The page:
MUNICH — Robert Lewandowski scored the winning goal, with some help from Canadian left back Alphonso Davies, as Bayern Munich beat Eintracht Frankfurt 2-1 Wednesday to reach the German Cup final, with both teams paying tribute to the global protests against the killing of George Floyd.
Lewandowski netted his 45th goal of the season in the 74th minute as Bayern stayed on track for fifth a German league and cup double in eight years. It will face Bayer Leverkusen in the final on July 4 in Berlin.
The final goal came from a skillful sequence. Davies found space in the penalty area and tappeed the ball to Joshua Kimmich, who set up Lewandowski for a tap-in. The goal was official after the video assistant referee system overturned a mistaken offside call against Davies.
Eintracht wore shirts with a #blacklivesmatter hashtag across the chest, alongside the sponsor logo. Bayern had the same message on its corner flags, warm-up shirts and some boards at the side of the field.
Numerous players and clubs in Germany have signalled support for the U.S. protests against police treatment of black people and racial discrimination in the wake of Floyd’s death in Minneapolis on May 25. Floyd, a handcuffed black man, died after a white police officer pressed his knee against his neck, ignoring his “I can’t breathe” cries even after Floyd eventually grew still.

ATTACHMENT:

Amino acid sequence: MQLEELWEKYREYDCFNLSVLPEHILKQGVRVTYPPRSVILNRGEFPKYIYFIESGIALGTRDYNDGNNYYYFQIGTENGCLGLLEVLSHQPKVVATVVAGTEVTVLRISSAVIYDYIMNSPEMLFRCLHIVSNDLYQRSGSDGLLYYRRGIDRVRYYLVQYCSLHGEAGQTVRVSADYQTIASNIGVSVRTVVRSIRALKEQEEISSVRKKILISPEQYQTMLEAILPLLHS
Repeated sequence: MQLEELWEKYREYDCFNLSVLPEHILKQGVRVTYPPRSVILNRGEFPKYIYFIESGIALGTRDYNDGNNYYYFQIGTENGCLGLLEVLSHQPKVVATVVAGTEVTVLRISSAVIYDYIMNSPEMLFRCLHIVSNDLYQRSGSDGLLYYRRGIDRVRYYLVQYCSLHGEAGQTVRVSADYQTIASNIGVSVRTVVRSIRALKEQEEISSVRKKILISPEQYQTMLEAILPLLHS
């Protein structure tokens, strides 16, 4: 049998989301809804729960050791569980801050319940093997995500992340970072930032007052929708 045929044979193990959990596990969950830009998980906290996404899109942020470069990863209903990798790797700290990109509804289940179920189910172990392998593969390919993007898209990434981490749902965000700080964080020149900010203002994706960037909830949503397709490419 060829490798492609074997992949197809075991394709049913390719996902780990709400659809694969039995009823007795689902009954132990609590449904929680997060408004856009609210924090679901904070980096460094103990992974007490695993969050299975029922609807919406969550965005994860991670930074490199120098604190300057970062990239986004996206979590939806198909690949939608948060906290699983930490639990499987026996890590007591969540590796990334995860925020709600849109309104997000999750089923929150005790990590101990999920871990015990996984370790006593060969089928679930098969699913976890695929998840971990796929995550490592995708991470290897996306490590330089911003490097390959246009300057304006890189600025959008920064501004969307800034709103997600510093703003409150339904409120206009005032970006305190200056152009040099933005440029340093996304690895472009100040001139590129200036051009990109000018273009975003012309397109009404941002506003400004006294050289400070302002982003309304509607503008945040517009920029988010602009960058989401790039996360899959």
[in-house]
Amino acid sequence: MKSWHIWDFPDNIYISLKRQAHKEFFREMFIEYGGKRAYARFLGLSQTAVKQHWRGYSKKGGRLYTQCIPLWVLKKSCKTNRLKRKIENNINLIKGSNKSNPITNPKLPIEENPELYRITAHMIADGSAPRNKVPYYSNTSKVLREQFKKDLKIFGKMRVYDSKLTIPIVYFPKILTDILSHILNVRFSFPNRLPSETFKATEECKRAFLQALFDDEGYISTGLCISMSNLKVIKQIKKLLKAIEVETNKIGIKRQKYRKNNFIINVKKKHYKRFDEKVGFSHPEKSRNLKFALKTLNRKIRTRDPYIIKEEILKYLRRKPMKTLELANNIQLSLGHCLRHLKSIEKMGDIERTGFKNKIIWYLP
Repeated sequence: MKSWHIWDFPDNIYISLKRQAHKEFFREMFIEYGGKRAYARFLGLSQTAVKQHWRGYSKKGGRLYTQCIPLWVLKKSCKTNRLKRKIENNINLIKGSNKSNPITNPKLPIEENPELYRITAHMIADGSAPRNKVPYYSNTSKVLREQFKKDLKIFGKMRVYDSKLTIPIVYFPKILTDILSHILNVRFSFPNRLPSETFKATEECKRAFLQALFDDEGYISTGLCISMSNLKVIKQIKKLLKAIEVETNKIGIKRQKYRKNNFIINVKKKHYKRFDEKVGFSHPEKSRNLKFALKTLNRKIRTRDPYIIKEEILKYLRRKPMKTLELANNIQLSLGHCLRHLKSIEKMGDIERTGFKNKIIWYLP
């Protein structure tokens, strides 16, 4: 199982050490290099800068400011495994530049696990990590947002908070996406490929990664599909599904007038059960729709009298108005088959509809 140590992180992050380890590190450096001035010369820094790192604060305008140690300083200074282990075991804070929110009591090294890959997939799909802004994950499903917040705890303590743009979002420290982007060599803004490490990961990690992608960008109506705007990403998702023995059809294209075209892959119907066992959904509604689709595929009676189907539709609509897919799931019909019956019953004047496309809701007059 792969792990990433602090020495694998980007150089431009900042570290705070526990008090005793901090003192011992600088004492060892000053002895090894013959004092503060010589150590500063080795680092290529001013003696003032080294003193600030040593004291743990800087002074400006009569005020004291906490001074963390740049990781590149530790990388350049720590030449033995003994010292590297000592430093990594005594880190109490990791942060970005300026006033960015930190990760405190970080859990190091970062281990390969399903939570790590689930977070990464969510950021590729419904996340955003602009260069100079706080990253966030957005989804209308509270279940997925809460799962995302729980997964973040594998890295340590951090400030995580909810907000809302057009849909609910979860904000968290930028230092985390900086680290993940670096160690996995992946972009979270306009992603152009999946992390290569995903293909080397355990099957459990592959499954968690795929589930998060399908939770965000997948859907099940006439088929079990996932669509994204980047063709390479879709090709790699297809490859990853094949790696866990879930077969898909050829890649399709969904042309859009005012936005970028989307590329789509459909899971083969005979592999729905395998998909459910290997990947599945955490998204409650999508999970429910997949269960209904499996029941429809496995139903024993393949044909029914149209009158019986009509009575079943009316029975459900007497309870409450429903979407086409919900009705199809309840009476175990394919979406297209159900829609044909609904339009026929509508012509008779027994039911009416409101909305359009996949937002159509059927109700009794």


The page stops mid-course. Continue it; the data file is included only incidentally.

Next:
Bayern dominated the game, a rematch of the 2018 cup final, from the very start, but allowed Frankfurt brief hopes of a comeback late on. Lewandowski pulled Eintracht’s entire three-man back line out of position for the first goal, allowing Ivan Perisic space for a diving header off a lobbed pass from Thomas Muller in the 14th minute.
Frankfurt substitute Daichi Kamada changed the game almost immediately after coming on, delivering a smart pass on the turn for Danny Da Costa to hammer in an equalizer in the 69th.
But Bayern was back in the lead six minutes later through Lewandowski.
Earlier, Dominik Kohr’s headed clearance off the line from Muller’s header in the seventh minute set the tone for a first half in which Eintracht narrowly escaped conceding on several occasions. Lewandowski tripped over his own feet as a cross came in, and later had a shot pushed just wide by goalkeeper Kevin Trapp.
“We should have scored one or two more goals in the first half,” Bayern coach Hansi Flick said in televised comments. “In the second half we made it harder for ourselves.”
Muller said Bayern had been feeling “sluggish and tired” amid a packed fixture schedule since the Bundesliga restart and that it was tough to press Frankfurt when out of possession. Wednesday’s game is part of a run of five in 15 days for Bayern.
Bayern leads the Bundesliga table by seven points with four games remaining and could secure the title as Saturday, depending on results elsewhere.